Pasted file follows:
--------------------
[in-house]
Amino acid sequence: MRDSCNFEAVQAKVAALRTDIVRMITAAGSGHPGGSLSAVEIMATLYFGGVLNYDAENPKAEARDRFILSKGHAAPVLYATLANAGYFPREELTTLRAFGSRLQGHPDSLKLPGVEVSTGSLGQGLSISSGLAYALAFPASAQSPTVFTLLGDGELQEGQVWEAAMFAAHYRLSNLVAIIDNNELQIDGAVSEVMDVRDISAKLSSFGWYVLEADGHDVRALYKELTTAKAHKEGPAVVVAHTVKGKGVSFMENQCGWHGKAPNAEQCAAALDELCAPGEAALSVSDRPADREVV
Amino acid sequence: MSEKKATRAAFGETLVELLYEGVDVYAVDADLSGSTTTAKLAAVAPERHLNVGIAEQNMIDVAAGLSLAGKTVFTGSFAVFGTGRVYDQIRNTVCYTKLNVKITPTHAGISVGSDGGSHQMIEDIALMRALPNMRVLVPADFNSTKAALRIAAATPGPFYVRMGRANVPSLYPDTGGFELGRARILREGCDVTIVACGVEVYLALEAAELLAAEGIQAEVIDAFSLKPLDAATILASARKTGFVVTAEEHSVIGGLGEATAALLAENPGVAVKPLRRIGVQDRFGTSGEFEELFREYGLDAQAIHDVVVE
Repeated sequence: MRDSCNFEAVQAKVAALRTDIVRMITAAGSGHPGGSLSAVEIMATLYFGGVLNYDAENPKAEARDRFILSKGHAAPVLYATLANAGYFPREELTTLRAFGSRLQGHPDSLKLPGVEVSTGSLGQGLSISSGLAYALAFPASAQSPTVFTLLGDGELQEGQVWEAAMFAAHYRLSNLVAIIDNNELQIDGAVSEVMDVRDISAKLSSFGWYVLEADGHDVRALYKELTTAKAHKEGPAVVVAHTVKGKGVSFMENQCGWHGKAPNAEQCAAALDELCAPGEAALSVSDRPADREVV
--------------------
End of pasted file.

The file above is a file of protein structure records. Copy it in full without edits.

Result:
[in-house]
Amino acid sequence: MRDSCNFEAVQAKVAALRTDIVRMITAAGSGHPGGSLSAVEIMATLYFGGVLNYDAENPKAEARDRFILSKGHAAPVLYATLANAGYFPREELTTLRAFGSRLQGHPDSLKLPGVEVSTGSLGQGLSISSGLAYALAFPASAQSPTVFTLLGDGELQEGQVWEAAMFAAHYRLSNLVAIIDNNELQIDGAVSEVMDVRDISAKLSSFGWYVLEADGHDVRALYKELTTAKAHKEGPAVVVAHTVKGKGVSFMENQCGWHGKAPNAEQCAAALDELCAPGEAALSVSDRPADREVV
Amino acid sequence: MSEKKATRAAFGETLVELLYEGVDVYAVDADLSGSTTTAKLAAVAPERHLNVGIAEQNMIDVAAGLSLAGKTVFTGSFAVFGTGRVYDQIRNTVCYTKLNVKITPTHAGISVGSDGGSHQMIEDIALMRALPNMRVLVPADFNSTKAALRIAAATPGPFYVRMGRANVPSLYPDTGGFELGRARILREGCDVTIVACGVEVYLALEAAELLAAEGIQAEVIDAFSLKPLDAATILASARKTGFVVTAEEHSVIGGLGEATAALLAENPGVAVKPLRRIGVQDRFGTSGEFEELFREYGLDAQAIHDVVVE
Repeated sequence: MRDSCNFEAVQAKVAALRTDIVRMITAAGSGHPGGSLSAVEIMATLYFGGVLNYDAENPKAEARDRFILSKGHAAPVLYATLANAGYFPREELTTLRAFGSRLQGHPDSLKLPGVEVSTGSLGQGLSISSGLAYALAFPASAQSPTVFTLLGDGELQEGQVWEAAMFAAHYRLSNLVAIIDNNELQIDGAVSEVMDVRDISAKLSSFGWYVLEADGHDVRALYKELTTAKAHKEGPAVVVAHTVKGKGVSFMENQCGWHGKAPNAEQCAAALDELCAPGEAALSVSDRPADREVV